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  • The defending champs are taking on playoff newbies, playoff hockey is returning to the Coliseum, a first-round rematch features a new star player and the Presidents’ Trophy winners are squaring off with a team that’s all-in. The Eastern Conference is primed to have some entertaining series in the first round.
By Kristen Nelson
April 07, 2019

The Stanley Cup playoffs have finally arrived and five of the eight first-round series get underway on Wednesday, with the Penguins taking on the Islanders and the Blue Jackets facing off with the Lightning to get things started for the Eastern Conference.

The right side of the bracket has plenty of entertainment value to look forward to: A first-round rematch, the defending champs, the pressure mounting on the Presidents’ Trophy winners, John Tavares’s first playoff appearance with his new squad, Carolina’s return to the postseason and so much more. But before it all begins, here is a quick breakdown of each Eastern Conference matchup for Round 1.


Toronto Maple Leafs vs. Boston Bruins

Two Original Six teams. Atlantic Division rivals. A first-round rematch from last year. This series has the potential to be the most interesting matchup in Round 1. Both teams are making their third straight postseason appearance and we can only hope this series will be as exciting as last year’s, when after losing Games 5 and 6, Boston scored four third-period goals in Game 7 to eliminate the Maple Leafs, who haven’t advanced in the playoffs since 2004. The Leafs are hoping that adding John Tavares to the mix will be the key in finally seeing the second round. The Bruins, who have home-ice advantage, are second only to the Lightning in home wins, boasting a 29-9-3 record at TD Garden this year. Boston also finished the regular season with the third-fewest goals allowed per game played at 2.59, while Toronto finished 20th with 3.02.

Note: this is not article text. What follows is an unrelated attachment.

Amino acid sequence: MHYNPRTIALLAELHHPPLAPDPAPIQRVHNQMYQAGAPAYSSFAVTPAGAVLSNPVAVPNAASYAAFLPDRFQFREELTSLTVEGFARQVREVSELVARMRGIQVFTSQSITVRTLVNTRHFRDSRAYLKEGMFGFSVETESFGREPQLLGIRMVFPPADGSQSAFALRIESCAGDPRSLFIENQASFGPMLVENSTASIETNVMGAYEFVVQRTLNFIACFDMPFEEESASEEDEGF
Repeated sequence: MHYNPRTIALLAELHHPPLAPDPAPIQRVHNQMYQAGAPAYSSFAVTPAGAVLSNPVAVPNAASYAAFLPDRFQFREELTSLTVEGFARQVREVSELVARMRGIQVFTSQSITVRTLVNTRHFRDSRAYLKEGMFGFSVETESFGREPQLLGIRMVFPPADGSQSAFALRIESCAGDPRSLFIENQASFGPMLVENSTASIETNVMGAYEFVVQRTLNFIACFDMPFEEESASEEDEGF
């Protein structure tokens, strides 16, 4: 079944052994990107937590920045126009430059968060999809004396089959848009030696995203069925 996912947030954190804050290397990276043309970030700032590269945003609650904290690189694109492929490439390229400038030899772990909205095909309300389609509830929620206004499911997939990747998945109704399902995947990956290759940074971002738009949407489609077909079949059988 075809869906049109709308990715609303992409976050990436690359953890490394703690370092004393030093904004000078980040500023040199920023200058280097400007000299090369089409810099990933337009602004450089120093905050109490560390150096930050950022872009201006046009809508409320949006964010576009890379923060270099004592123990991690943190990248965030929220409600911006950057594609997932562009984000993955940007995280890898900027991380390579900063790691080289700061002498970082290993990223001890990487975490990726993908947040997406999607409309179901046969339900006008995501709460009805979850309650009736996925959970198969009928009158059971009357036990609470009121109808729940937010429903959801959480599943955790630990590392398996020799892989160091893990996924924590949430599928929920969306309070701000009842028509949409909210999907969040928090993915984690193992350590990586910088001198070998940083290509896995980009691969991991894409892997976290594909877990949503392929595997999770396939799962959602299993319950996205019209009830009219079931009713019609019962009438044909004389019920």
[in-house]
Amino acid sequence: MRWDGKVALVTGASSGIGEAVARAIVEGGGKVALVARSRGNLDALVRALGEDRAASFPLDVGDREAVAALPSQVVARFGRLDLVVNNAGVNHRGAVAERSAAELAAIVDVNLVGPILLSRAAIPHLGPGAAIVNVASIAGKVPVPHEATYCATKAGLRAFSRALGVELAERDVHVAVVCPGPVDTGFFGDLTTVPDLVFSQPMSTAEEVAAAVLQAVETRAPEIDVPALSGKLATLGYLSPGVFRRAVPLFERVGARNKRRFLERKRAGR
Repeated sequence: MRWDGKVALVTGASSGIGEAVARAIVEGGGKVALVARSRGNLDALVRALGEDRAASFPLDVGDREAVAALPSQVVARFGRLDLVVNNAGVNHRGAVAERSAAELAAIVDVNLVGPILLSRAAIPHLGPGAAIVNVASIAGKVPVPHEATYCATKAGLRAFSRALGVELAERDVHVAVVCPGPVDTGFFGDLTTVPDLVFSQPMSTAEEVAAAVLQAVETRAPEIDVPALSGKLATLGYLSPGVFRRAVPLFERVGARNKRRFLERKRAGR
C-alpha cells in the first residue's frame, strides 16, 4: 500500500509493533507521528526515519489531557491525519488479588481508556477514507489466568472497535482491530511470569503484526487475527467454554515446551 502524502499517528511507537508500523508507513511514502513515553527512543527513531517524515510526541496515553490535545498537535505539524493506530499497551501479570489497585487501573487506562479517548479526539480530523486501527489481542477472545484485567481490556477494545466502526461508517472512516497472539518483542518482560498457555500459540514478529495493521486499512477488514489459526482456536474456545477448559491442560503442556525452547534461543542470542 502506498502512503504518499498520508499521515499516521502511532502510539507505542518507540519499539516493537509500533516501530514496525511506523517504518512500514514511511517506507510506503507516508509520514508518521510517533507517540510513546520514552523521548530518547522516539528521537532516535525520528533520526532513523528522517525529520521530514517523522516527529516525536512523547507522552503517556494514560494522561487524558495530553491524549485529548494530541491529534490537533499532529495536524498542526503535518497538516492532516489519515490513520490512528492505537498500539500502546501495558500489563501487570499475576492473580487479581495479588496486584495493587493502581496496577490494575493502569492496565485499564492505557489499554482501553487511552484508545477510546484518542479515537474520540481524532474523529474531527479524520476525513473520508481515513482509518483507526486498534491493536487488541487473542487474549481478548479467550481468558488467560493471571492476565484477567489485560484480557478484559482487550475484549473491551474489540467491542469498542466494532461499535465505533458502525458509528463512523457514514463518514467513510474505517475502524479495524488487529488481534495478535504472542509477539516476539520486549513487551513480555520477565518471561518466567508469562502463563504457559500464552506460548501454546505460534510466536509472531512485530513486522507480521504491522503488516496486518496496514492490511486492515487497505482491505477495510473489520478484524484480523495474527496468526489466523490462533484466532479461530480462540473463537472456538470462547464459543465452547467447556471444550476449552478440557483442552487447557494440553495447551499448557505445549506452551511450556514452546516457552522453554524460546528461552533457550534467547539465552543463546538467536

Goaltending: After a slow start for the Bruins, Tuukka Rask went 27-12-5 this season and finished with a 2.42 GAA and .912 save percentage. Jaroslav Halak, who briefly took on the starting role earlier in the season, went 22-11-4 with a 2.34 GAA and .922 save percentage.

Frederik Andersen had a stellar start to Toronto’s season, but struggled to close out the campaign and went 36-16-7 with a 2.77 GAA and .917 save percentage. Garret Sparks played as backup for most of the season, but will be replaced in that role by Michael Hutchinson, who played just five games this year.

Season series: Boston 3-1-0; Toronto 1-3-0


New York Islanders vs. Pittsburgh Penguins

Barry Trotz breathed new life into an Islanders organization that hasn’t seen the postseason since 2016, and they’ll have home-ice advantage at Nassau Coliseum to show for it. The Penguins—who are making their 13th consecutive playoff appearance—are a familiar foe for Trotz, who faced them in the playoffs three times when he coached for the Capitals and finally cracked the code against them last season en route to the Stanley Cup. Sidney Crosby is coming off his sixth 100-point season, finishing with 35 goals and 65 assists. Last year’s Calder Trophy winner Mathew Barzal will see his first playoff series after 62 points this season, with only one goal to close out the final 24 games.  

Goaltending: Robin Lehner and Thomas Greiss split netminding duties for the Islanders this season, combining for 11 shutouts. Lehner went 25-13-5 with a 2.13 GAA and .930 save percentage. Greiss yielded similar results, finishing 23-14-2 with a 2.28 GAA and .927 save percentage.